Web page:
The Clan (El Clan)
The true story of the Puccio Clan, a family who kidnapped and killed people in the 80s
‘The Clan’ is one of those films based on a true story that almost seems too unbelievable to be true, focusing on an Argentinian family who obtained a higher standard of living through a spree of kidnappings and murders in the early 1980s. That family is the Puccio’s, headed up by the icily psychotic Arquimedes (a superb Guillermo Francella), and they initially appear to be a typical middle class family who fall on harder times due to Arquimedes job becoming surplus to requirements at the end of the Falklands War. Instead of seeking new employment or downgrading their lifestyle, Arquimedes and his middle son Alejandro (Peter Lanzani) start targeting wealthy families and kidnapping people for substantial ransoms in order to sustain their lifestyle.
The film is very much a slow burner, particularly at the outset, and I think it struggles to explain its premise and how the political environment at the time was affecting Argentina and its people. More importantly for the film’s focus itself, I didn’t feel like we got a sense of the financial aspirations of the Puccio family and how that led them down such a dark path. Fortunately, the film picks up very quickly and ‘The Clan’ becomes a fascinating and engrossing insight into a family who committed monstrous crimes. It’s often brutally violent, with the actions on screen regularly contrasted with jaunty pop music on the soundtrack which serves to create a slightly jarring and unnerving tone (this is best shown in an audacious fusion of sex, violence and music around the film’s mid point). Part of what makes the film so disturbing is how matter of fact the family’s actions all seems, with the whole process treated much like a business with proper planning and execution (literally) all thought out. This is intensified by the film’s focus being kept squarely on the family, with no perspective from the victim’s side or from the police trying to investigate the kidnapping and murders. This is particularly intriguing from a structural perspective to narrow the focus in a film with this subject matter, and it marks a very different approach from what we’d expect to see in an American film on a similar topic.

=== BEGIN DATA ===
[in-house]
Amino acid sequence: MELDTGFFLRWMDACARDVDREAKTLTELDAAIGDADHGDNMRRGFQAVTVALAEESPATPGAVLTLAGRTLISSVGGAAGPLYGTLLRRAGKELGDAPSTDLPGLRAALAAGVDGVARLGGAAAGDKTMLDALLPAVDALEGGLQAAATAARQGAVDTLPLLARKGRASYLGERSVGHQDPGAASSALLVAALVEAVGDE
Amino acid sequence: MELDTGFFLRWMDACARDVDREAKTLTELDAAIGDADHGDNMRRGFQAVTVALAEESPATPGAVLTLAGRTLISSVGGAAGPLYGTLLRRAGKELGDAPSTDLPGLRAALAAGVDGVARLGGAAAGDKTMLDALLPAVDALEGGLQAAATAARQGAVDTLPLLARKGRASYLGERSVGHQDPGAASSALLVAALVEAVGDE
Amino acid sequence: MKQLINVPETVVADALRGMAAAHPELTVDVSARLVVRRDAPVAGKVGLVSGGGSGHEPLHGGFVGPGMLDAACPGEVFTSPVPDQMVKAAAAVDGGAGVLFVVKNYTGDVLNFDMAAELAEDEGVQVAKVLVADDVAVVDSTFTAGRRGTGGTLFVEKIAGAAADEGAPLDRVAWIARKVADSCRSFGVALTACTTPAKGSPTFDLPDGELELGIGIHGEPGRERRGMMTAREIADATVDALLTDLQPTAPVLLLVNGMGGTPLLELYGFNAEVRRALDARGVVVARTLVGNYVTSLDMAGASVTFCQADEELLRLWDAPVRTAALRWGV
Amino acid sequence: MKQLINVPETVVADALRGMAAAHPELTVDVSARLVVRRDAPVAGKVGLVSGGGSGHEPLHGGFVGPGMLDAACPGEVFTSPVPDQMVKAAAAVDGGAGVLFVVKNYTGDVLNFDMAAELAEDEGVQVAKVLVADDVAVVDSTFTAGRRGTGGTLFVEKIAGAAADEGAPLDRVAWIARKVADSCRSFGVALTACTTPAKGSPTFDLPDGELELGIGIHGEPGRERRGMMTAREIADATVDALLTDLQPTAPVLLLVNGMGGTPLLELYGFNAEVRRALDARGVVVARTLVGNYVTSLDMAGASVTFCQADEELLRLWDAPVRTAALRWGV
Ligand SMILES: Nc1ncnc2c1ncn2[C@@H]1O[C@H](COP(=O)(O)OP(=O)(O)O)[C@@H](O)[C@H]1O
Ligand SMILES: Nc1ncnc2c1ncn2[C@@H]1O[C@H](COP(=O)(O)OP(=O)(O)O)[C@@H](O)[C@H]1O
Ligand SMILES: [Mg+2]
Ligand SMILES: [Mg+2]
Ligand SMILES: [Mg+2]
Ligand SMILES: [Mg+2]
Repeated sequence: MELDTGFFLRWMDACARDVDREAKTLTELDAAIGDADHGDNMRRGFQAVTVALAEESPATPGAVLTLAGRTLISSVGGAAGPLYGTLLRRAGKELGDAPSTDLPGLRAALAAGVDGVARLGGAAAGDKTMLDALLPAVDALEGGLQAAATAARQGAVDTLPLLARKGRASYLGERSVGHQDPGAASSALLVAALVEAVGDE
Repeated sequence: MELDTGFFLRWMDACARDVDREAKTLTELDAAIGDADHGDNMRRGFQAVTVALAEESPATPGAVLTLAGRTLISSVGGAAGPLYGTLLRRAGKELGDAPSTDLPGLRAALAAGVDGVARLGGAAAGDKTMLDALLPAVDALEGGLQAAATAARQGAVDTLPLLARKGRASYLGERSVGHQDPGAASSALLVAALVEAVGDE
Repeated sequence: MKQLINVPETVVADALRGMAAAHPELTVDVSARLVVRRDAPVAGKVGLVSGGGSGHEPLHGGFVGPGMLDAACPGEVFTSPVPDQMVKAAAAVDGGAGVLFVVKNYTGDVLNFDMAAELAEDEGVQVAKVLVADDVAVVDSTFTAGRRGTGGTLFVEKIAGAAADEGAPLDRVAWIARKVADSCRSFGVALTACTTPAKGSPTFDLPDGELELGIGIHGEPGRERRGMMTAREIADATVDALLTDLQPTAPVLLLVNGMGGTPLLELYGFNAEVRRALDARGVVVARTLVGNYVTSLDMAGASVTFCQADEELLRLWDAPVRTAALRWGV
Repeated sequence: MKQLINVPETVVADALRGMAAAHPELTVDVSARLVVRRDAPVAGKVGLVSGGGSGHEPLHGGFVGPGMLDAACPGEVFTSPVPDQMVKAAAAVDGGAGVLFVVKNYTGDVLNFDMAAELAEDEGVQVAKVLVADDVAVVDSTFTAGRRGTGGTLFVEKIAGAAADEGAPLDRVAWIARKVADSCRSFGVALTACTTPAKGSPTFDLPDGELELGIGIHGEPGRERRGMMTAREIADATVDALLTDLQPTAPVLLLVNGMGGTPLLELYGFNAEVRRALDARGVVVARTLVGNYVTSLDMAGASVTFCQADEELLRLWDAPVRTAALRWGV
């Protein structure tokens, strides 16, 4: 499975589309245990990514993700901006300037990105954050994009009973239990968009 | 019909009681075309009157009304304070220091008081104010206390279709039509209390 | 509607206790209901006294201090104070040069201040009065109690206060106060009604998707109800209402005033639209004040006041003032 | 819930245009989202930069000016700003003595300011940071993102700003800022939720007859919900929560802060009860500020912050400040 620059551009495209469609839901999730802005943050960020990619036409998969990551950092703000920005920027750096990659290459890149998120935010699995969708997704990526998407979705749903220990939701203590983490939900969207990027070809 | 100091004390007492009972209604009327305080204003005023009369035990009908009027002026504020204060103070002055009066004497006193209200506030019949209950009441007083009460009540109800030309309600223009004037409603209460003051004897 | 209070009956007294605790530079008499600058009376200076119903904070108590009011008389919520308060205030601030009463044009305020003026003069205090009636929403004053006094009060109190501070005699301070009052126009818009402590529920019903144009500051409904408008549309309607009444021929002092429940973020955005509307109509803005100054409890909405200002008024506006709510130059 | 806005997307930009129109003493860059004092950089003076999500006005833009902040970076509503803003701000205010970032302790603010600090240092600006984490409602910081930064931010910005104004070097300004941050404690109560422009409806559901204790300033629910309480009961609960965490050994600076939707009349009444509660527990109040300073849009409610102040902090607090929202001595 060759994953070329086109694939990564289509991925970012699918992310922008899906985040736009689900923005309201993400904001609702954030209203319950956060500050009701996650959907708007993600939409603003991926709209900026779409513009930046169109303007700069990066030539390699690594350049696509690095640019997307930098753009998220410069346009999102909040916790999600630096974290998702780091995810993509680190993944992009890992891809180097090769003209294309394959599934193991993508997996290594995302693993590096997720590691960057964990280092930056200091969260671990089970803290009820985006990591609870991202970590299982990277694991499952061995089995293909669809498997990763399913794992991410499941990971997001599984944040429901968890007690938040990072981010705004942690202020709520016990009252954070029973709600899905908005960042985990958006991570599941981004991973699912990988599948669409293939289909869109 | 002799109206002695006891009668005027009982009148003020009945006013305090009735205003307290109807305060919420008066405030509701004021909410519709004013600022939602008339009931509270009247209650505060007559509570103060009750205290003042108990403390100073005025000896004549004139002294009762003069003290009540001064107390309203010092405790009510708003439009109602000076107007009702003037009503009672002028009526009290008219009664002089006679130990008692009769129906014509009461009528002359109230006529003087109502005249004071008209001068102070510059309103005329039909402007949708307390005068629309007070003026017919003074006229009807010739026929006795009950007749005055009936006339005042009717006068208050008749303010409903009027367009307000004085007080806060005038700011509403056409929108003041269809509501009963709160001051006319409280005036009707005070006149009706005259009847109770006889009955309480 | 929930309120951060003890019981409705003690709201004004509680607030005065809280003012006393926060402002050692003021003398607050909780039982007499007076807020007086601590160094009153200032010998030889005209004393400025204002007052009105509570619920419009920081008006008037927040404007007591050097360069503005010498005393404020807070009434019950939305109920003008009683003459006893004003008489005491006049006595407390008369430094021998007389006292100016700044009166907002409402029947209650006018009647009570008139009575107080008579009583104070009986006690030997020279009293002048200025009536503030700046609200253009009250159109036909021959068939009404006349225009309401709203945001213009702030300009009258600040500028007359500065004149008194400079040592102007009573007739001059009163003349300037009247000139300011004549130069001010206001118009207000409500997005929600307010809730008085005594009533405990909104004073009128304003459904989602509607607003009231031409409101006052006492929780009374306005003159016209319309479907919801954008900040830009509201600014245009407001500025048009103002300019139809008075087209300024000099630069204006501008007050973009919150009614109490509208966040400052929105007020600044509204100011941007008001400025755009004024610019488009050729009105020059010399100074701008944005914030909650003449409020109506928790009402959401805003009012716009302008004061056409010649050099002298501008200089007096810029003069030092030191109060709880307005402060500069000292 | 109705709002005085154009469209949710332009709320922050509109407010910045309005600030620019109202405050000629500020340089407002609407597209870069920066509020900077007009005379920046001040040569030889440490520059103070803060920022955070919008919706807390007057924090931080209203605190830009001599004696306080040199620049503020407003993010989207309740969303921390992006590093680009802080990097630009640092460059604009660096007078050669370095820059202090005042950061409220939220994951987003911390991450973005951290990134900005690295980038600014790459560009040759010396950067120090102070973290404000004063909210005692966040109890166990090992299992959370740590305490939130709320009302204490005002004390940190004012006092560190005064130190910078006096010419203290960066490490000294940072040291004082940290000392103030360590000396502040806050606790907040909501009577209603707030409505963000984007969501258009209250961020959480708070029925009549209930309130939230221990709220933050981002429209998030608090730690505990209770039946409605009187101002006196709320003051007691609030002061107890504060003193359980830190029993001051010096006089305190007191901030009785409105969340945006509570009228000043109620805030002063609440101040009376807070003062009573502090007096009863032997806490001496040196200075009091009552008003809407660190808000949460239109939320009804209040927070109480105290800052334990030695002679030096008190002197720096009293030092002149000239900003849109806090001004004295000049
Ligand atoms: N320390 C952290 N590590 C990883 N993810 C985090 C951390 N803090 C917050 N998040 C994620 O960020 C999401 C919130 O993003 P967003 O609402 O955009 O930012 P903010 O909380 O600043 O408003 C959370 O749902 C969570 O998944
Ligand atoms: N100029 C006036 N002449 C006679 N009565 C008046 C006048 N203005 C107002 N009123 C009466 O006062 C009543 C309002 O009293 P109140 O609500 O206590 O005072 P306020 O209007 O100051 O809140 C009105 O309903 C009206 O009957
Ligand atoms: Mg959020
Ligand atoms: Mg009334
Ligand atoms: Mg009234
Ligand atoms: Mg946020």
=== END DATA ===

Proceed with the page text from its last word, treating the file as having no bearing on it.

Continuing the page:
The narrative covers a period of time from the end of the Falklands War to the eventual discovery of the family’s crimes and the film does a good job of showing the transition of some of the key characters over this time. The impact of the events show most on Alejandro who starts to move away from the family business after one kidnapping he helped set up goes wrong, and Peter Lanzani delivers a good performance as a young man struggling to balance his loyalty to his family with their actions. The star of the piece, however, is Guillermo Francella as the family patriarch, with ice cold eyes and a calm demeanour that becomes increasingly unsettling as we learn about how much he is at ease with his actions. As this is based on a true story there’s a natural fixed end point and it doesn’t disappoint when it comes, and ‘The Clan’ is a worthwhile and entertaining recollection of a nasty sequence of events from Argentinian history.
Directed By: Pablo Trapero
Starring: Guillermo Francella, Peter Lanzani, Lili Popovich, Gaston Cocchiarale, Giselle Motta, Franco Masini, Antonio Bengoechea, Stefania Koessl and Fernando Miro